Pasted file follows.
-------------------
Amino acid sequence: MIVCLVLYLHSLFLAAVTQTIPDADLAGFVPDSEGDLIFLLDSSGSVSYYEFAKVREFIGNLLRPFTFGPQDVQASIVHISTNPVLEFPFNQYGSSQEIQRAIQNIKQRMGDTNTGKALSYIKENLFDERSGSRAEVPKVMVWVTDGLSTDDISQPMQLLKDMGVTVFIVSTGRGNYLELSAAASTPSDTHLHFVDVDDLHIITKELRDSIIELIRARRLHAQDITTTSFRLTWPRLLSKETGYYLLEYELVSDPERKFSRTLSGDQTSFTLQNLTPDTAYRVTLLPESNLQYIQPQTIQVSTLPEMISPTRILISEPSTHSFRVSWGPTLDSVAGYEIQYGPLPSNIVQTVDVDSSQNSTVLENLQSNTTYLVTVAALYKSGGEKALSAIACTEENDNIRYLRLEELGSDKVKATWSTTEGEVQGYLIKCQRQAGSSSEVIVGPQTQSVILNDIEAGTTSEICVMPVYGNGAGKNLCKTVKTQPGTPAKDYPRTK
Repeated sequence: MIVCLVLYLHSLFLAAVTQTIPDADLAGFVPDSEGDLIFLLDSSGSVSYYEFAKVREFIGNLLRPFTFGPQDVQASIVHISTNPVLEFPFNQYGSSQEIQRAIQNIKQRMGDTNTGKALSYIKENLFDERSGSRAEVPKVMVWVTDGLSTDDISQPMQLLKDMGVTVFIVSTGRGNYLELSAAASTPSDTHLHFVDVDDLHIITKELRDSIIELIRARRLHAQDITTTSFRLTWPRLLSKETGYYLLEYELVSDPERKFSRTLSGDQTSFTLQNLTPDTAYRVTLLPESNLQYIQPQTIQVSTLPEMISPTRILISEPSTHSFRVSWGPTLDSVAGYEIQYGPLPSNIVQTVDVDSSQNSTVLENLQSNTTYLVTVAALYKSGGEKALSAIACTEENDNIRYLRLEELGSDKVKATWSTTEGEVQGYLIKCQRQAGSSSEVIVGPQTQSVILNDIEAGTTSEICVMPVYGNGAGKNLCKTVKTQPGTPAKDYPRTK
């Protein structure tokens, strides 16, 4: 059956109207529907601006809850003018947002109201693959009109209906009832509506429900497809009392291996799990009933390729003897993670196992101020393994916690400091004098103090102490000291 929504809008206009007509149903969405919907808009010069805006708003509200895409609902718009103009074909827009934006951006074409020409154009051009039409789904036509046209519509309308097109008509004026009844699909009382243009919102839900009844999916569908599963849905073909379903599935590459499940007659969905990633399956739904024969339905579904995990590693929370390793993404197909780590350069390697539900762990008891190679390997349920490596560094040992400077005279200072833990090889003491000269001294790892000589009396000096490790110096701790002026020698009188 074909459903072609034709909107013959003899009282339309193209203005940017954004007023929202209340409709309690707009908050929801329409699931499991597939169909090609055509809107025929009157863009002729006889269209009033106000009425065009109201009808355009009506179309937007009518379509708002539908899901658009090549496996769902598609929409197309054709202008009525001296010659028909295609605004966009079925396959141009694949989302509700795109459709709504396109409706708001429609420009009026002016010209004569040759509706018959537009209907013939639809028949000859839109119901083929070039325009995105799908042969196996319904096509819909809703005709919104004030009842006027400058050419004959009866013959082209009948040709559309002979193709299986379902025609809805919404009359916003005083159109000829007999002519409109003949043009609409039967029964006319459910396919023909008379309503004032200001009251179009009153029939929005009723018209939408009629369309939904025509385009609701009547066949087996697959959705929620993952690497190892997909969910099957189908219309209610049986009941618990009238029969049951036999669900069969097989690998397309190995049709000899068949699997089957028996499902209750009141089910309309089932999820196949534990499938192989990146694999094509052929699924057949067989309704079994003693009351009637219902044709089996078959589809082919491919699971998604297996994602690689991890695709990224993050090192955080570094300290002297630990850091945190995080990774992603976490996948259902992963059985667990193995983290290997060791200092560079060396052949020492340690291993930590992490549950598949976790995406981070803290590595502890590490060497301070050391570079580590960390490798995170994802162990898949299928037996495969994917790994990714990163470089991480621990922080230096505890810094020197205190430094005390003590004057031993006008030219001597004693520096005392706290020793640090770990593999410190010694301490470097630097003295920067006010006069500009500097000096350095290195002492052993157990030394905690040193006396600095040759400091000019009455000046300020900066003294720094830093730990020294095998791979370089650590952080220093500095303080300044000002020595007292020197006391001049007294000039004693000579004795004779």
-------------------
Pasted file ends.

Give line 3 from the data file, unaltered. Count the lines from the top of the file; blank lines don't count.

């Protein structure tokens, strides 16, 4: 059956109207529907601006809850003018947002109201693959009109209906009832509506429900497809009392291996799990009933390729003897993670196992101020393994916690400091004098103090102490000291 929504809008206009007509149903969405919907808009010069805006708003509200895409609902718009103009074909827009934006951006074409020409154009051009039409789904036509046209519509309308097109008509004026009844699909009382243009919102839900009844999916569908599963849905073909379903599935590459499940007659969905990633399956739904024969339905579904995990590693929370390793993404197909780590350069390697539900762990008891190679390997349920490596560094040992400077005279200072833990090889003491000269001294790892000589009396000096490790110096701790002026020698009188 074909459903072609034709909107013959003899009282339309193209203005940017954004007023929202209340409709309690707009908050929801329409699931499991597939169909090609055509809107025929009157863009002729006889269209009033106000009425065009109201009808355009009506179309937007009518379509708002539908899901658009090549496996769902598609929409197309054709202008009525001296010659028909295609605004966009079925396959141009694949989302509700795109459709709504396109409706708001429609420009009026002016010209004569040759509706018959537009209907013939639809028949000859839109119901083929070039325009995105799908042969196996319904096509819909809703005709919104004030009842006027400058050419004959009866013959082209009948040709559309002979193709299986379902025609809805919404009359916003005083159109000829007999002519409109003949043009609409039967029964006319459910396919023909008379309503004032200001009251179009009153029939929005009723018209939408009629369309939904025509385009609701009547066949087996697959959705929620993952690497190892997909969910099957189908219309209610049986009941618990009238029969049951036999669900069969097989690998397309190995049709000899068949699997089957028996499902209750009141089910309309089932999820196949534990499938192989990146694999094509052929699924057949067989309704079994003693009351009637219902044709089996078959589809082919491919699971998604297996994602690689991890695709990224993050090192955080570094300290002297630990850091945190995080990774992603976490996948259902992963059985667990193995983290290997060791200092560079060396052949020492340690291993930590992490549950598949976790995406981070803290590595502890590490060497301070050391570079580590960390490798995170994802162990898949299928037996495969994917790994990714990163470089991480621990922080230096505890810094020197205190430094005390003590004057031993006008030219001597004693520096005392706290020793640090770990593999410190010694301490470097630097003295920067006010006069500009500097000096350095290195002492052993157990030394905690040193006396600095040759400091000019009455000046300020900066003294720094830093730990020294095998791979370089650590952080220093500095303080300044000002020595007292020197006391001049007294000039004693000579004795004779």